Electronic Frontier Foundation sues Sony over CD technology

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Tuesday, November 22, 2005

The California-based non-profit organization Electronic Frontier Foundation, as well as the Attorney General of Texas, has filed a law suit against Sony Computer Entertainment of America for their controversial use of anti-piracy software.

The EFF claims that the digital rights management software on the CDs BMG Music (a subsidiary of Sony) produces acts as spyware, which the EFF claims is against Texas law. The program, known as XCP, is said to install software on one's system when they insert the CD into their computer for purposes such as adding to iTunes music software.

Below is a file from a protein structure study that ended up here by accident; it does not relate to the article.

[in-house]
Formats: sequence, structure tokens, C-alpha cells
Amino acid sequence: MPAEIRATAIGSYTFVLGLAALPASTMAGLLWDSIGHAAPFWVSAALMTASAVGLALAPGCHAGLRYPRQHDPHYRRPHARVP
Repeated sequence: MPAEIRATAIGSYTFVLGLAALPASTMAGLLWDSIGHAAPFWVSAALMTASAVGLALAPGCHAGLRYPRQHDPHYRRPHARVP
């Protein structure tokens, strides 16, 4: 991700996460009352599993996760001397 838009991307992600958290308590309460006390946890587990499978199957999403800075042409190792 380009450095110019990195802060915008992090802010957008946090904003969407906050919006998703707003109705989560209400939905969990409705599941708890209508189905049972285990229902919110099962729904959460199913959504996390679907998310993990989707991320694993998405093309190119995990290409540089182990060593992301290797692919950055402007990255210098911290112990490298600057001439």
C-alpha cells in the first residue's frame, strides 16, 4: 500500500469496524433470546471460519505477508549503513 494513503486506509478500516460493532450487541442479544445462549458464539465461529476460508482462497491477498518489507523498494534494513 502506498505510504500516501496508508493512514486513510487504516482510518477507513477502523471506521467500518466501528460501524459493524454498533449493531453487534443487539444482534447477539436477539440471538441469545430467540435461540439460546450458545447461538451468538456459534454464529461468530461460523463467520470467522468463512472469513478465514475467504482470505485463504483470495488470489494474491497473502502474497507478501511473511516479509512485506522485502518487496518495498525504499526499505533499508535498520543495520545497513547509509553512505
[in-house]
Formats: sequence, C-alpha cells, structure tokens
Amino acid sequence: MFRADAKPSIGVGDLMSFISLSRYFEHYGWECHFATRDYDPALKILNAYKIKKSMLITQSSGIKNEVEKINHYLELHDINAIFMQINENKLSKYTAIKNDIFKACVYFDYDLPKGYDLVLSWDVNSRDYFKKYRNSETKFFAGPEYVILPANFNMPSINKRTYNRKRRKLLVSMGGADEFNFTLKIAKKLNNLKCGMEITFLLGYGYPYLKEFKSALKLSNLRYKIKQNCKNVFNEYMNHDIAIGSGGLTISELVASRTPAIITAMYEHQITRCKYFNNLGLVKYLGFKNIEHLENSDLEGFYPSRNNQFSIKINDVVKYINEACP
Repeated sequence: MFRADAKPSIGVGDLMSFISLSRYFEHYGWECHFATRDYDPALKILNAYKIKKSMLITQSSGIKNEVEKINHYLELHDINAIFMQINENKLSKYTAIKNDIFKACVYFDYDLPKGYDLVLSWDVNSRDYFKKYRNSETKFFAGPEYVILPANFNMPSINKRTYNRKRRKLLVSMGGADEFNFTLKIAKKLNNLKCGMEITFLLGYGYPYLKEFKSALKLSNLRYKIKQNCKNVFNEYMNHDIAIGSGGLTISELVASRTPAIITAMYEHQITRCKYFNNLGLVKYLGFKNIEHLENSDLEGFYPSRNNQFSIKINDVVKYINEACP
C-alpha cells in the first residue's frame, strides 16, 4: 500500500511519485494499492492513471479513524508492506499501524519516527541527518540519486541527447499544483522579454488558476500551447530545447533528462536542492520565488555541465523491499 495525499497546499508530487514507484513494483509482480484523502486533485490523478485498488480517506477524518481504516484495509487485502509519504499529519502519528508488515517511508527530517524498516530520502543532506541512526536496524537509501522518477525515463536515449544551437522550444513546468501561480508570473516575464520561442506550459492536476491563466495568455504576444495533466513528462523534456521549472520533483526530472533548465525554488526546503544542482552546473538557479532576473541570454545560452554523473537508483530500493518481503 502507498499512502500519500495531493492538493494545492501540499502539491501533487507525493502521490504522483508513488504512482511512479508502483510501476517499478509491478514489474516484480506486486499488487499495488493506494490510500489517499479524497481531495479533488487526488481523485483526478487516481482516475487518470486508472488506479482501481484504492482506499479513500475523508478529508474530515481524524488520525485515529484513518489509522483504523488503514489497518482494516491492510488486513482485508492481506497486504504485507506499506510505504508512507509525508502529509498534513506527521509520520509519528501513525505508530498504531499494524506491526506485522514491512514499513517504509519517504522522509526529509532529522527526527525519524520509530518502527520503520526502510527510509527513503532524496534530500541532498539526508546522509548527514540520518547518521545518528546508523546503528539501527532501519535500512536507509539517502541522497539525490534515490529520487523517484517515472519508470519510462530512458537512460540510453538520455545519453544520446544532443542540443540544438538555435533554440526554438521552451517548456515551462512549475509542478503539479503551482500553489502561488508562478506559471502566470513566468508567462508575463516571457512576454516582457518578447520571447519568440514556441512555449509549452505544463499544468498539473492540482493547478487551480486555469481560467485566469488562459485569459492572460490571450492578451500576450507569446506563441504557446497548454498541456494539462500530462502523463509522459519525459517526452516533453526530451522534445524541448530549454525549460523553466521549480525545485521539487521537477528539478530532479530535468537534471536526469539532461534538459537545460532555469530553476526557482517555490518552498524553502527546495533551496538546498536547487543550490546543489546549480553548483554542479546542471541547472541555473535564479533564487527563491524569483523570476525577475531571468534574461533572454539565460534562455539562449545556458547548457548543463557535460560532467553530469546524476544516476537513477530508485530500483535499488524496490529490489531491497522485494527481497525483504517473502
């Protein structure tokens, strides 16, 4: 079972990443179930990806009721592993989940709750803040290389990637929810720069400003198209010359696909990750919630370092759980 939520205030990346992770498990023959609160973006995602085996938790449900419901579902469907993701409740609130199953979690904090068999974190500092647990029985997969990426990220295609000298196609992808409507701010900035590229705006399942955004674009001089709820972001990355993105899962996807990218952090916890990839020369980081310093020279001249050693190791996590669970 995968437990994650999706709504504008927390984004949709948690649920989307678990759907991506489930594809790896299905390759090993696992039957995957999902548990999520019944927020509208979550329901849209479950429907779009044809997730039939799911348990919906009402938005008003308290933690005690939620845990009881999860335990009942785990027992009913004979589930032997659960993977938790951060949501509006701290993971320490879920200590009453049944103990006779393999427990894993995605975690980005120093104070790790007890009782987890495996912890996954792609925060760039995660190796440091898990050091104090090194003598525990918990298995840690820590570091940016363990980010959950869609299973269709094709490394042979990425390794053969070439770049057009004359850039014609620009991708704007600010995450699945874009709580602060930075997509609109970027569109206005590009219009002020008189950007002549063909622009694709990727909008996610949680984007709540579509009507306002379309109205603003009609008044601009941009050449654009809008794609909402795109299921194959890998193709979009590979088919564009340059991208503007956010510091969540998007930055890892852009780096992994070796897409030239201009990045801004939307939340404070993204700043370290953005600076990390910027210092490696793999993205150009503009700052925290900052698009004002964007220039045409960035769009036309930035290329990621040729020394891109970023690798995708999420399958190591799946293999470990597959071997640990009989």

Sony currently rejects the idea of XCP technology being considered as spyware, however they have agreed to replace CDs with the software and to temporarily discontinue the installation of it on their CDs.

Among the controversy that Sony's moves to counter piracy have raised is the accusation that their software leaves a machine more vulnerable to attacks across the Internet. A trojan horse has already been found in the wild that utilizes one of the anti-piracy software's functions.

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